Jerusalem, September 10, 1999
The Agenda of Violence: Torture, Terrorism, and Prisoners
By Dr. Hanan Ashrawi
Hardly a day passes in this turbulent part of the world without at least one incident of violence.
Only those of a dramatic nature receive attention in the form of headlines or images, while other forms of "silent" violence proceed almost unnoticed except by the victims.
Generally, the label of "terrorism" is used for any act committed by Palestinians against Israelis.
When the situation is reversed and Israelis (whether settlers or soldiers) commit acts of violence against Palestinians, these are described as isolated or unfortunate occurrences, usually attributed to "unbalanced" or "deranged" individuals or as part of the inevitable "security" measures of the occupation.
The fact of the military occupation itself as a most pervasive form of violence and provocation is often neglected.
Regardless of the nationality of perpetrator and victim alike, and despite the asymmetry of power and disparity of conditions, it is essential that violence not be viewed as "a fact of life" or that a sense of collective desensitization be allowed to prevail.
Violence is not inevitable-particularly that which targets the innocent.
Whether to make a political statement or to perpetuate a coercive system of subjugation and control, deliberate violence must be seen for what it is, and must not be incorporated or "normalized" within the collective ethos of the peoples of the region.
The choice for a peaceful resolution to the conflict and to the painful legacy of injustice has been made; as such the violent option has been discounted on political, legal, and moral grounds.
The Israeli High Court ruling on September 6, which outlaws the use of torture in interrogating Palestinian prisoners, is a welcome rectification of a long-standing policy that has legislated for torture and normalized it within the Israeli security and penal systems.
Such a judgment is not a "concession" to the Palestinians-thousands of whom have been victims of such a repugnant policy, suffering permanent and other serious physical and psychological damage as a result.
Such practices have also led to the unlawful conviction and incarceration of thousands whose confessions were extracted under such conditions of torture.
The Court's ruling is a badly needed reversal of a "sin of commission" that has long tarnished Israel's image worldwide as the only country that has legalized torture.
The systematic and "legal" use of torture has also struck at the core of Israeli "democracy" as a selective and discriminatory policy that deliberately dehumanizes Palestinians and violates their most basic rights.
To complete the redemptive process, Israel must follow up with a public and unequivocal apology to its Palestinian victims for all its past violations, including the systematic use of torture.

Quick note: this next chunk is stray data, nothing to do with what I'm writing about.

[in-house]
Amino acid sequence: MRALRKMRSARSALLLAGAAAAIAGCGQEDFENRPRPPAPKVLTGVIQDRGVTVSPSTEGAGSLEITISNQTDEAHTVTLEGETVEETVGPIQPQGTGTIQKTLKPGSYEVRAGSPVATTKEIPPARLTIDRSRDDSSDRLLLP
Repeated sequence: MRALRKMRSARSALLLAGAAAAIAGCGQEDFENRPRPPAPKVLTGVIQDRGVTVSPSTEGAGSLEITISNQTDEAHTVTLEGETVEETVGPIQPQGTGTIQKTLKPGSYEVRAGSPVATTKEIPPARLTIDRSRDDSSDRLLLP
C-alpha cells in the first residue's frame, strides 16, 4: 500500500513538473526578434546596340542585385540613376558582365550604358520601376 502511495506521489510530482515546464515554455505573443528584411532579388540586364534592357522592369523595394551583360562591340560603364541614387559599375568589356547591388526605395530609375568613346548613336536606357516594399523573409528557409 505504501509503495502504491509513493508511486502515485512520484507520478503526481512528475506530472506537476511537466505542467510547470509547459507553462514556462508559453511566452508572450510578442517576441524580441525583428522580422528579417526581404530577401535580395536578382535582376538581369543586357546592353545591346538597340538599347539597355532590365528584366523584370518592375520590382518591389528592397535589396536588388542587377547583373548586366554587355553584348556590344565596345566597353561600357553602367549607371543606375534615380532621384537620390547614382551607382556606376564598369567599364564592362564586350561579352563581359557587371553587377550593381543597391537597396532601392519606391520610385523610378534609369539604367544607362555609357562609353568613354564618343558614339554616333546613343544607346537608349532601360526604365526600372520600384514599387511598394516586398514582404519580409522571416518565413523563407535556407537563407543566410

The issuing of clear regulations and instructions to interrogators and the General Security System as a whole, as well as direct monitoring of their methods must be put into effect immediately.
It is also essential that a process of "rehabilitation" be instituted for the torturers, and an immediate change of personnel take place to ensure compliance with the new regulations rather than resorting to old habits of torture and ill treatment.
Members of the Israeli medical profession who had collaborated with the GSS as part of the cover-up on torture and who violated the medical code of ethics (particularly the Tokyo Convention which prohibits the participation of members of the medical profession from taking part in torturing prisoners) must be subjected to a full investigation by the ethics committee of their profession. Appropriate measures have to be taken to punish the guilty and to prevent the continuation of such a sinister partnership.
A complete judicial review must take place to put an end to the unlawful incarceration of Palestinian prisoners whose conviction was due to confessions extracted under torture as a form of illegal self-incrimination under duress.
Israel must also accept liability for all cases of false imprisonment and/or conviction, and must be willing to pay appropriate compensation.
A transparent system must be instituted with international observers to ensure compliance with internationally recognized standards of human rights.
The public debate in the wake of the High Court's ruling is a clear indication of the extent of the distortion that the "legal" and habitual use of torture has inflicted on the moral code within Israel.
GSS officials, right wing parties (including Likud), and the Israeli government's legal adviser Eliakim Rubinstein have all decried the Court's decision, and have begun to look into alternative wording for a new legislation to permit torture under a new and improved semantic guise.
No amount of "security" rationalization can justify such flagrant abuses of human rights or the institutionalization of racism. Subjectivity and selectivity are in direct contradiction with the universality of human rights and with the norms that govern the behavior of civilized nations.
A serious review should also be instituted to put an end to all "administrative" collective punitive measures including administrative detention without evidence or trial, house demolitions, confiscation of ID's, and territorial siege.
Within the context of the peace process also, all opposition Palestinian political parties and factions must come to the effective realization that a historical decision has been made for a peaceful resolution of the conflict.
As a democratic decision of the majority, such a commitment must be honored despite the prevailing differences pertaining to the conduct of negotiations.
The right to dissent by peaceful means, and the right to political struggle and persuasion must be maintained and protected as part of the pluralistic fabric of Palestinian society within a legal system that also guarantees freedom of thought and expression.
If they haven't done so already, Palestinian opposition factions and movements have to come to the conclusion that violence against civilians not only weakens their case and their support among the Palestinian public.